• The dialog is worse that useless. No matter how good it is, it has been a slap in the face of the opposition supporters.

      You cant be calling people to steel themselves for the big showdown THEN say wait, nah, we are going to talk, If this was planned to go, then the whole other performance was a waste and counterproductive.

      Again, thats a different dimension from the dialog itself. What the MUD has signalled to its supporter is total confusion and disappointment. It was the call to resist the coup OR the dialog, not both things and not in that order and so close. Cant rally the masses and then un-rally them.

      The only thing they get with this is that when (or if, if you are optimistic, but past performances point to when) the dialog goes nowhere, then any call to support your protests is going to be met with derision and apathy. And a high risk that somebody is going to break ranks and capitalize the frustration with the now-we-go-now-we-dont leadership.

      • I know it’s hard to believe in dialogue, it has been a waste of time with the regime. But this time it’s with the Vatican as mediator (plus Thomas Shannon surprise visit this week). I’m willing to give them the benefit of the doubt for a last attempt at negotiating a way out with the thugs.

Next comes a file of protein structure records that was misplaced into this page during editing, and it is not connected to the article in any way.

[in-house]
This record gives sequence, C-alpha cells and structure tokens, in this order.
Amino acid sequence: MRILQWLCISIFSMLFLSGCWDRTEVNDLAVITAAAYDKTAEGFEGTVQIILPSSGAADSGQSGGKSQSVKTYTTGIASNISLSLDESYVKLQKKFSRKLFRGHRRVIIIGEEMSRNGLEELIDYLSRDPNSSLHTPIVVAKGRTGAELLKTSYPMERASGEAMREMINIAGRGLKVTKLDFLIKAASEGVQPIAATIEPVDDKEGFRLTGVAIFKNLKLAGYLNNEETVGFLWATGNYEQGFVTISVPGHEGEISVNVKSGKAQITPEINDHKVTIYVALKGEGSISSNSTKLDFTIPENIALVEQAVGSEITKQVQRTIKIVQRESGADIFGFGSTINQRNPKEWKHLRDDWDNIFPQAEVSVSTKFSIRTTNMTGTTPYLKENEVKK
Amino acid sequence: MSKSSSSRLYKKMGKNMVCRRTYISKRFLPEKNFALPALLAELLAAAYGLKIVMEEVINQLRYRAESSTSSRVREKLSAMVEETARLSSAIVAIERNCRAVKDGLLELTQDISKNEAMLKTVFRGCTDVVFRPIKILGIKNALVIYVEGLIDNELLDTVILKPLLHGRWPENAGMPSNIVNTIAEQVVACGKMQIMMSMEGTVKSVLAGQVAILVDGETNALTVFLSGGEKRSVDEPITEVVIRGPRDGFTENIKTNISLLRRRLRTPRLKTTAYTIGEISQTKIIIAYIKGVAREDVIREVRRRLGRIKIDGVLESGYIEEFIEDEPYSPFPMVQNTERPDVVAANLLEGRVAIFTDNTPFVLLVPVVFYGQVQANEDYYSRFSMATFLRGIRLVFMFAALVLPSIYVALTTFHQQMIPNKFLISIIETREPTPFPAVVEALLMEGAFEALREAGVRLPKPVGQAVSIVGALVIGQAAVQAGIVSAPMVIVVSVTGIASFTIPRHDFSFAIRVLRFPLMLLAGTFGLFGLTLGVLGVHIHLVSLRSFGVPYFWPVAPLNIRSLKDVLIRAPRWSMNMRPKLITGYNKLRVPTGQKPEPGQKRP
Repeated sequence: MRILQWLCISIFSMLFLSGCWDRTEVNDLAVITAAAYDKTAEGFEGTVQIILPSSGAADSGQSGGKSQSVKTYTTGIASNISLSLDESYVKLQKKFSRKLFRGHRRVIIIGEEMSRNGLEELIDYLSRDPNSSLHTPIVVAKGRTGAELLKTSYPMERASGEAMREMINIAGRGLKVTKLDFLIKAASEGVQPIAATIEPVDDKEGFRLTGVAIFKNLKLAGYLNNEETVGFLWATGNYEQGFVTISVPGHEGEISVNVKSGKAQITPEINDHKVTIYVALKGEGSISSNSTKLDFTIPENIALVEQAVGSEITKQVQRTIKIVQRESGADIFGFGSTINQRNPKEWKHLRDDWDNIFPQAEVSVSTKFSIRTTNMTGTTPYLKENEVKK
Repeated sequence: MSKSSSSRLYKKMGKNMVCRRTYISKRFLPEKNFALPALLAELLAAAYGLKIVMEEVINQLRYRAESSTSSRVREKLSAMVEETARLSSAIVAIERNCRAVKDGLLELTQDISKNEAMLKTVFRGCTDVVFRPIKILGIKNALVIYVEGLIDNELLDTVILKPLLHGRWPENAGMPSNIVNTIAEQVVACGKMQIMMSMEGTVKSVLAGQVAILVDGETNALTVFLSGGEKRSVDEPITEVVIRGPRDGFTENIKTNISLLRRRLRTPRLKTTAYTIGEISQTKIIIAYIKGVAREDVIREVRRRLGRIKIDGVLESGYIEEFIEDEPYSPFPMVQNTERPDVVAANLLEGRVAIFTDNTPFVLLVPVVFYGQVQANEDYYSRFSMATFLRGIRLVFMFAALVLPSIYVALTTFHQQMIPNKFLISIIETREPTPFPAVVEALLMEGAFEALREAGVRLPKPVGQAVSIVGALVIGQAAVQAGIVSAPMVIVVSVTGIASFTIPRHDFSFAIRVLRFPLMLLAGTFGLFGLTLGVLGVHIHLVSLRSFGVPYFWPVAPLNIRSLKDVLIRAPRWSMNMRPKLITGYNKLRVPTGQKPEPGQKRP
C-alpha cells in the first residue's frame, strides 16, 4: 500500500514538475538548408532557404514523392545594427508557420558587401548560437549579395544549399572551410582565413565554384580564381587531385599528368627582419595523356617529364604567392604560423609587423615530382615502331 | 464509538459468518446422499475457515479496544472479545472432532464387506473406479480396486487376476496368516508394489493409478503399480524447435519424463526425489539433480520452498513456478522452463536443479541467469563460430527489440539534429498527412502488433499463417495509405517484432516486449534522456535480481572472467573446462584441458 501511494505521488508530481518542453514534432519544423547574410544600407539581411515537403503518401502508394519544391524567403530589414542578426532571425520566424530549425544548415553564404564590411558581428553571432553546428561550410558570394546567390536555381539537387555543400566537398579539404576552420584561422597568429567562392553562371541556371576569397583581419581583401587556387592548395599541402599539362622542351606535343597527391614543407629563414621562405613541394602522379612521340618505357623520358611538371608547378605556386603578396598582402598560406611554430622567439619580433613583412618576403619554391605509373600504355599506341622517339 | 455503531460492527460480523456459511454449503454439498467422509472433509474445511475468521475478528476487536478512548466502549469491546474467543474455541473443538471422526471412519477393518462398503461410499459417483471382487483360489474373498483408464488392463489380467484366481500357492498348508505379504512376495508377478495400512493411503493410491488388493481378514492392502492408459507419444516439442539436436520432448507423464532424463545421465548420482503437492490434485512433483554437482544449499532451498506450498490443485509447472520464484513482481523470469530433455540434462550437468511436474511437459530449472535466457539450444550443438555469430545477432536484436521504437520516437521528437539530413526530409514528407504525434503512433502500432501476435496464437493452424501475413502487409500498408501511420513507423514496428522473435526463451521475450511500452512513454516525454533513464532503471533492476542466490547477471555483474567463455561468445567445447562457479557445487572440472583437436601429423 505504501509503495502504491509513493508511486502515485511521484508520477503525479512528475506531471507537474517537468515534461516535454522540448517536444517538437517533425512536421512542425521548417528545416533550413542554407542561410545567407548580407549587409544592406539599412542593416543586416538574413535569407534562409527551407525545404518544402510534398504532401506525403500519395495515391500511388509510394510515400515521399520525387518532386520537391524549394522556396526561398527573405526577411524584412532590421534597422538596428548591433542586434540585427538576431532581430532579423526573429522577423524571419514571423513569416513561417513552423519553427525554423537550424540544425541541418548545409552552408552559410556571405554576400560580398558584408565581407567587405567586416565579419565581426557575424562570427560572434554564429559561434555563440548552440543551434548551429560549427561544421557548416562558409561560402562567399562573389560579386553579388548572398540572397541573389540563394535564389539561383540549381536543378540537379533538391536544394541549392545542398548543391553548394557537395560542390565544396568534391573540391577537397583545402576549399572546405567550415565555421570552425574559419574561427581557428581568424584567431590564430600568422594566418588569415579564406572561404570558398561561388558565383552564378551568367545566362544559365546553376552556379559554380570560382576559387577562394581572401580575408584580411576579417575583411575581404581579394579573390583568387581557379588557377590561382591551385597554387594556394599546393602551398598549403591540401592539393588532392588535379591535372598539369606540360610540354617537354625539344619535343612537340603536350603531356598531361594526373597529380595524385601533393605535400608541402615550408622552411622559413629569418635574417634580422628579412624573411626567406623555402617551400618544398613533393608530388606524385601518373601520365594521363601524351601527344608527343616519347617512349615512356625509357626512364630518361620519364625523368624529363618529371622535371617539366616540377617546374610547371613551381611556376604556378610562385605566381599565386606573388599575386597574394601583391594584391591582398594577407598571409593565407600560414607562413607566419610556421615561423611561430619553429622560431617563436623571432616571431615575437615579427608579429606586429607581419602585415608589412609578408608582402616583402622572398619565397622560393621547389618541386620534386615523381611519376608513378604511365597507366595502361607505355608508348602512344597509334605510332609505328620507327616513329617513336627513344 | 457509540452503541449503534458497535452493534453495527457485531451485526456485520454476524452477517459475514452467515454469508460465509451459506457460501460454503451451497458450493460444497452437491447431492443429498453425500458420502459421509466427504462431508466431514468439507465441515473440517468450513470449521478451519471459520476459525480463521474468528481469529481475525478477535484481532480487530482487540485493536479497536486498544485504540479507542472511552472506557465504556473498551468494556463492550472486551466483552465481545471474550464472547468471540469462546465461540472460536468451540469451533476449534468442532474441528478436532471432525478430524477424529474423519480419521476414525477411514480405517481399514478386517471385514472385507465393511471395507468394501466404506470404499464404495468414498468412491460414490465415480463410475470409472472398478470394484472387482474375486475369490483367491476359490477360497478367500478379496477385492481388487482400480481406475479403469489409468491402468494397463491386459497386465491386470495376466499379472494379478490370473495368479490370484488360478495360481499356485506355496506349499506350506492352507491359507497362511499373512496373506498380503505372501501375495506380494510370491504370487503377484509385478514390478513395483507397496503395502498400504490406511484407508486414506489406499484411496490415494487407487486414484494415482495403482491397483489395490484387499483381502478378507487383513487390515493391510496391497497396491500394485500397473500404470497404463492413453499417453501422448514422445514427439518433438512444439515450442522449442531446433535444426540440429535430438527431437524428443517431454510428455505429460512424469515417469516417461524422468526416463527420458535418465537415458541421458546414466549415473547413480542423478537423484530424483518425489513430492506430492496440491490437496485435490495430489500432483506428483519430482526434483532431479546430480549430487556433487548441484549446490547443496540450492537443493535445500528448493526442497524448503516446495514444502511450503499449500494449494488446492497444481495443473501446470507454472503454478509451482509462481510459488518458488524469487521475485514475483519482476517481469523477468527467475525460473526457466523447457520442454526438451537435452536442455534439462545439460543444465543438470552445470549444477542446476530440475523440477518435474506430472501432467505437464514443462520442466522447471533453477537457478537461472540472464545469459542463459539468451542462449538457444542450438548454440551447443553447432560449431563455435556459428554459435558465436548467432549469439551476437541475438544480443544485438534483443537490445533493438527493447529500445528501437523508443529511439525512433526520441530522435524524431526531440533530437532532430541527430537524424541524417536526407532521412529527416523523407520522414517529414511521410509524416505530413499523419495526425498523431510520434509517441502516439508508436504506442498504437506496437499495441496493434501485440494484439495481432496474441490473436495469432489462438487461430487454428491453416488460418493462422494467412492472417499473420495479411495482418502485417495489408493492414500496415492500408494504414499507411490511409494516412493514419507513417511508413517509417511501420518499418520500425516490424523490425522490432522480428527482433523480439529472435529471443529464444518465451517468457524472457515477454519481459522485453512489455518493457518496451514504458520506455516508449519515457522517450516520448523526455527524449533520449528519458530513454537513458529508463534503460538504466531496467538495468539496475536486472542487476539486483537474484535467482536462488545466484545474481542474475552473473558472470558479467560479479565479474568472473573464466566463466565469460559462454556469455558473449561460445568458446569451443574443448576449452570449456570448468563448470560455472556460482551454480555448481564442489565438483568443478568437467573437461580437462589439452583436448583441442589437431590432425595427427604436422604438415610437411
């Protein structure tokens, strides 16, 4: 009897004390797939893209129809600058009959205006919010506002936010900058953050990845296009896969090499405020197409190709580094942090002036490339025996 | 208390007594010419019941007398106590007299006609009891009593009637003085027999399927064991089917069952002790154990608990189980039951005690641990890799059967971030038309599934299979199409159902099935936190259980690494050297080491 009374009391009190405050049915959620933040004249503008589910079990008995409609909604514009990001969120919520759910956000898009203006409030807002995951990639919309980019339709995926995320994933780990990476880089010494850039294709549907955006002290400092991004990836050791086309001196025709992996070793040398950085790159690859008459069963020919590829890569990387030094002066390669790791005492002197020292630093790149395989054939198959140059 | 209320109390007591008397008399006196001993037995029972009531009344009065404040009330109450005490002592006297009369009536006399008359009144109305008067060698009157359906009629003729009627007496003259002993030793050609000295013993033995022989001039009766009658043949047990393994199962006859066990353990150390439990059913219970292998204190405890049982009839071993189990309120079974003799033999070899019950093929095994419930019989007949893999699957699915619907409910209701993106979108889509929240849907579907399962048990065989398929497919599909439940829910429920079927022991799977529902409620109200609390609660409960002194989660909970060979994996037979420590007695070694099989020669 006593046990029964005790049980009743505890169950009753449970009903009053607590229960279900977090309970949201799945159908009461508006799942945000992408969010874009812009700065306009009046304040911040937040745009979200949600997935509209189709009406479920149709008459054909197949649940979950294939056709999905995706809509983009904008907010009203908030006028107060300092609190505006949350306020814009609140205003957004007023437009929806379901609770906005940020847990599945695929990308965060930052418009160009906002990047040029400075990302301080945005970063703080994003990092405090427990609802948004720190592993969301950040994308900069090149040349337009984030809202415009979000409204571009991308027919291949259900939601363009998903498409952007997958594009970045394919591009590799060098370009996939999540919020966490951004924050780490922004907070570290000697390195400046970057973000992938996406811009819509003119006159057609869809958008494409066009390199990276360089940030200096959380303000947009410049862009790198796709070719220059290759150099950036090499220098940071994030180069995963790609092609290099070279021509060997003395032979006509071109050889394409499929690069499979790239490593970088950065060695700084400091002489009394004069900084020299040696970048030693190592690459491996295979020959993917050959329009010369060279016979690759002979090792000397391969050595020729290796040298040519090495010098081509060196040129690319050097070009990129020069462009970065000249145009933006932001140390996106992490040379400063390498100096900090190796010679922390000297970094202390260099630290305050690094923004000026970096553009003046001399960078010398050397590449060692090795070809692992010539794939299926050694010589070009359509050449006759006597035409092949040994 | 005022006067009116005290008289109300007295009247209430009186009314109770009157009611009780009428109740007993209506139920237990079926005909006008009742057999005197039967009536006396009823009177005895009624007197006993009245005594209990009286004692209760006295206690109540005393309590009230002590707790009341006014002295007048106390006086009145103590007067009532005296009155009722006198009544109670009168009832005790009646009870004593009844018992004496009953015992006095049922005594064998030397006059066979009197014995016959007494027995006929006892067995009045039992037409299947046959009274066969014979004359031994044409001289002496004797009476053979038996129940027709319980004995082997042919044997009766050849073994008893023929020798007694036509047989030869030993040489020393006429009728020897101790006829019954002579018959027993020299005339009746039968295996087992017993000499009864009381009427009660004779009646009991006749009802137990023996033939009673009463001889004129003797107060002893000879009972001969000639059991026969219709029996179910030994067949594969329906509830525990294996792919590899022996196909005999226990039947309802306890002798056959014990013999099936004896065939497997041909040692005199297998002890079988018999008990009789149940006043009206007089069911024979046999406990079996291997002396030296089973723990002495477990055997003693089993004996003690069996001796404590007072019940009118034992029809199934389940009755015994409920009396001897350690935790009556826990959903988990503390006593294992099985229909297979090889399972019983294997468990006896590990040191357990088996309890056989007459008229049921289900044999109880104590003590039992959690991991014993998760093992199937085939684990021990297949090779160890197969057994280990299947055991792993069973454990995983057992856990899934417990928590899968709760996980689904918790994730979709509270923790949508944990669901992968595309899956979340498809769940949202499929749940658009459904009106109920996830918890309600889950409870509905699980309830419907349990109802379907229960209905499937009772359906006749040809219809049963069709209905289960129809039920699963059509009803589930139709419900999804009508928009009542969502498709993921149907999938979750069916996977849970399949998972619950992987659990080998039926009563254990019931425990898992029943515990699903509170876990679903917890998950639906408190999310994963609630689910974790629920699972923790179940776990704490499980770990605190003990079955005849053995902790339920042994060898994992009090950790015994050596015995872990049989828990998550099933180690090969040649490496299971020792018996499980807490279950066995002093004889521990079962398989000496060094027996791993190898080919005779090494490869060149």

If it ends up being a disappointment I’m pretty sure the protests can be mobilised once again, the people is still mad and have reasons to protest. And we know how a protest to Miraflores ends, nobody wants a bloodbath.

        I see these talks as the last chance the democrats are giving the regime to solve the crisis.

        • I agree. Let’s give MUD leadership a chance, too. If the march on Miraflores had taken place, there would have been almost certain deaths. The MUD leadership are the ones on the ground. It takes tremendous courage to do what those guys are doing. And I take my hat off to them. If we can arrive at some negotiated settlement, that’s much better than a river of blood. It’s all too easy to criticise MUD from the distance of an armchair outside Venezuela; it’s very hard to have the guts to be a MUD leader within Venezuela. Maduro needs some kind of escape hatch; otherwise, he will never give up power and there will just be a bloodbath.

      • Again, is not the issue of the dialog itself. You can call people to the metaphorical and not so metaphorical barricades one day, and the next day is forget about it we are in dialog. A dialog that took a lot of time to set up, so when they were all fire and brimstone in the Assembly they HAD to know it was coming.